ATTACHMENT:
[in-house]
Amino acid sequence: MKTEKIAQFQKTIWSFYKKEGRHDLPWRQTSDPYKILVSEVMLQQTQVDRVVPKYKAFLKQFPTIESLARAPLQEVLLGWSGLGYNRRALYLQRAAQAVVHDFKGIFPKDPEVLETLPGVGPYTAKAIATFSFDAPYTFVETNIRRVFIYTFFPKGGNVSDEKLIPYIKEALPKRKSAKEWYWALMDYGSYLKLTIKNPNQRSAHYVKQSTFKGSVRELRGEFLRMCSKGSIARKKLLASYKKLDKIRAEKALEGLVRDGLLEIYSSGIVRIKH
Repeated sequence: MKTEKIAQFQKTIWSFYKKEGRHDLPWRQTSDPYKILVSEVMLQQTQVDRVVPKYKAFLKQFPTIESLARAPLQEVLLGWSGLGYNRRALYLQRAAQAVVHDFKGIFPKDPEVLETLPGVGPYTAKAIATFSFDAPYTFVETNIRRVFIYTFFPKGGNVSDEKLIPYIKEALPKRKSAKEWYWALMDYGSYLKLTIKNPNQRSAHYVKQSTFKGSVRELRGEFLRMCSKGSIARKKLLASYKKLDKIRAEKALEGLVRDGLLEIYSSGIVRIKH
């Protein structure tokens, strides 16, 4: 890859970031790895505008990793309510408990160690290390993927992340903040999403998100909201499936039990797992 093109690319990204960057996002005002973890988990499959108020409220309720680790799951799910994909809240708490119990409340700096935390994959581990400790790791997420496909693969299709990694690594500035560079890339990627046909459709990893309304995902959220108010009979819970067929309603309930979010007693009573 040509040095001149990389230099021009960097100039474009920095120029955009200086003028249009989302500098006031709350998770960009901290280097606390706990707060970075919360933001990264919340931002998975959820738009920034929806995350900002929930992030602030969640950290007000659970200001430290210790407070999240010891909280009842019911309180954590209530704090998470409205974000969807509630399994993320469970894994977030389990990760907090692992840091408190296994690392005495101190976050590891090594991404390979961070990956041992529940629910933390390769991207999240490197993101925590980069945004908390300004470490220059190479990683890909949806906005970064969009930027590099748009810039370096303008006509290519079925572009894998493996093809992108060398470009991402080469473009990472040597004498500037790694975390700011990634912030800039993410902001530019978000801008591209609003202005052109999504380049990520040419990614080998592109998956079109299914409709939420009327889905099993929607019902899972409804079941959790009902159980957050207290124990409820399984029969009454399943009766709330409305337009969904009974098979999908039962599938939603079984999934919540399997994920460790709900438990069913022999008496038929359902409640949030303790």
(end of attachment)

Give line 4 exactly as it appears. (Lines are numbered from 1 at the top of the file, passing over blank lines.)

């Protein structure tokens, strides 16, 4: 890859970031790895505008990793309510408990160690290390993927992340903040999403998100909201499936039990797992 093109690319990204960057996002005002973890988990499959108020409220309720680790799951799910994909809240708490119990409340700096935390994959581990400790790791997420496909693969299709990694690594500035560079890339990627046909459709990893309304995902959220108010009979819970067929309603309930979010007693009573 040509040095001149990389230099021009960097100039474009920095120029955009200086003028249009989302500098006031709350998770960009901290280097606390706990707060970075919360933001990264919340931002998975959820738009920034929806995350900002929930992030602030969640950290007000659970200001430290210790407070999240010891909280009842019911309180954590209530704090998470409205974000969807509630399994993320469970894994977030389990990760907090692992840091408190296994690392005495101190976050590891090594991404390979961070990956041992529940629910933390390769991207999240490197993101925590980069945004908390300004470490220059190479990683890909949806906005970064969009930027590099748009810039370096303008006509290519079925572009894998493996093809992108060398470009991402080469473009990472040597004498500037790694975390700011990634912030800039993410902001530019978000801008591209609003202005052109999504380049990520040419990614080998592109998956079109299914409709939420009327889905099993929607019902899972409804079941959790009902159980957050207290124990409820399984029969009454399943009766709330409305337009969904009974098979999908039962599938939603079984999934919540399997994920460790709900438990069913022999008496038929359902409640949030303790």